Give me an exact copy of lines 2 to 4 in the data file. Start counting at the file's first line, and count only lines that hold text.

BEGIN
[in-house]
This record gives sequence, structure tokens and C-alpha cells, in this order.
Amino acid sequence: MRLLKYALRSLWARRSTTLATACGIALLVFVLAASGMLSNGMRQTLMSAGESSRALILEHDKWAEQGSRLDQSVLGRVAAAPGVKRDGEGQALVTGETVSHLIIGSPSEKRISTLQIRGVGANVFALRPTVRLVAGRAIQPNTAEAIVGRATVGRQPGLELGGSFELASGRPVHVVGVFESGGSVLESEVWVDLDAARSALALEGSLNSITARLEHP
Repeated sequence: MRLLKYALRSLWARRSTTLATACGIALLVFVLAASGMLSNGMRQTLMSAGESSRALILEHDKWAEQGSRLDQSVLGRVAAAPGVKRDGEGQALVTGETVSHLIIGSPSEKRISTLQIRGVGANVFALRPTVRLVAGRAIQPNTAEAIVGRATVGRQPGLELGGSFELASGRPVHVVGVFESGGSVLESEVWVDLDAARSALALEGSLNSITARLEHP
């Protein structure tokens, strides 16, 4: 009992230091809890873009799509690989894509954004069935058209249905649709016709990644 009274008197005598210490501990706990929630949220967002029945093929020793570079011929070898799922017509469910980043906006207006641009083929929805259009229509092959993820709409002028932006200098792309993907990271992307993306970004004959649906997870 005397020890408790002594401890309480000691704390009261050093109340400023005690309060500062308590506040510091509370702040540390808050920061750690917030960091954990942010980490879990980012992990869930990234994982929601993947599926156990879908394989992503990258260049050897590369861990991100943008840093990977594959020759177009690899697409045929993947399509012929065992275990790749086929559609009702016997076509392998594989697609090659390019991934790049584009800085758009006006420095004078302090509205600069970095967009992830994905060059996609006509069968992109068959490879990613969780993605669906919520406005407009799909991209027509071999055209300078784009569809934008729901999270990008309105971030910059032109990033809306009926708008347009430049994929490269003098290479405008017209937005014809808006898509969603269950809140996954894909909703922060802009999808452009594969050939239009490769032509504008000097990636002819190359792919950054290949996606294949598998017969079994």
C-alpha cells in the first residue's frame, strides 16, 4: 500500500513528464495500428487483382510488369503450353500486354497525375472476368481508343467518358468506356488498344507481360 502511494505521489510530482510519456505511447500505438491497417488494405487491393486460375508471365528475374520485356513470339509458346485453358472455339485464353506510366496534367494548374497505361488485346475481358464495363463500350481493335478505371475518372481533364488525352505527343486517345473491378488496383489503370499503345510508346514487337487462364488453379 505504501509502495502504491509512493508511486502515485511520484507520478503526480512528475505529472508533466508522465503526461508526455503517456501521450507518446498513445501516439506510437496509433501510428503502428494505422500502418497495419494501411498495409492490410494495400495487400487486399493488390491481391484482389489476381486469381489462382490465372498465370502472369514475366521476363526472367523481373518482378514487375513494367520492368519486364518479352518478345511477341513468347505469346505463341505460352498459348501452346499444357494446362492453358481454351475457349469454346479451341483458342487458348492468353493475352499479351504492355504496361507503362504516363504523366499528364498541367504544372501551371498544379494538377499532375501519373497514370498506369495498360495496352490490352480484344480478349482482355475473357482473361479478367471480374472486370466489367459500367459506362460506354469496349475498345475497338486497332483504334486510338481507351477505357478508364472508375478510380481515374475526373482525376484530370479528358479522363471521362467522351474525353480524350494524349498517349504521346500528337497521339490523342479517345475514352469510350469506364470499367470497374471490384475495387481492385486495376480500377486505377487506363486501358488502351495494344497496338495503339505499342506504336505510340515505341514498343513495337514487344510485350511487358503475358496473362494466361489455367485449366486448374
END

This record gives sequence, structure tokens and C-alpha cells, in this order.
Amino acid sequence: MRLLKYALRSLWARRSTTLATACGIALLVFVLAASGMLSNGMRQTLMSAGESSRALILEHDKWAEQGSRLDQSVLGRVAAAPGVKRDGEGQALVTGETVSHLIIGSPSEKRISTLQIRGVGANVFALRPTVRLVAGRAIQPNTAEAIVGRATVGRQPGLELGGSFELASGRPVHVVGVFESGGSVLESEVWVDLDAARSALALEGSLNSITARLEHP
Repeated sequence: MRLLKYALRSLWARRSTTLATACGIALLVFVLAASGMLSNGMRQTLMSAGESSRALILEHDKWAEQGSRLDQSVLGRVAAAPGVKRDGEGQALVTGETVSHLIIGSPSEKRISTLQIRGVGANVFALRPTVRLVAGRAIQPNTAEAIVGRATVGRQPGLELGGSFELASGRPVHVVGVFESGGSVLESEVWVDLDAARSALALEGSLNSITARLEHP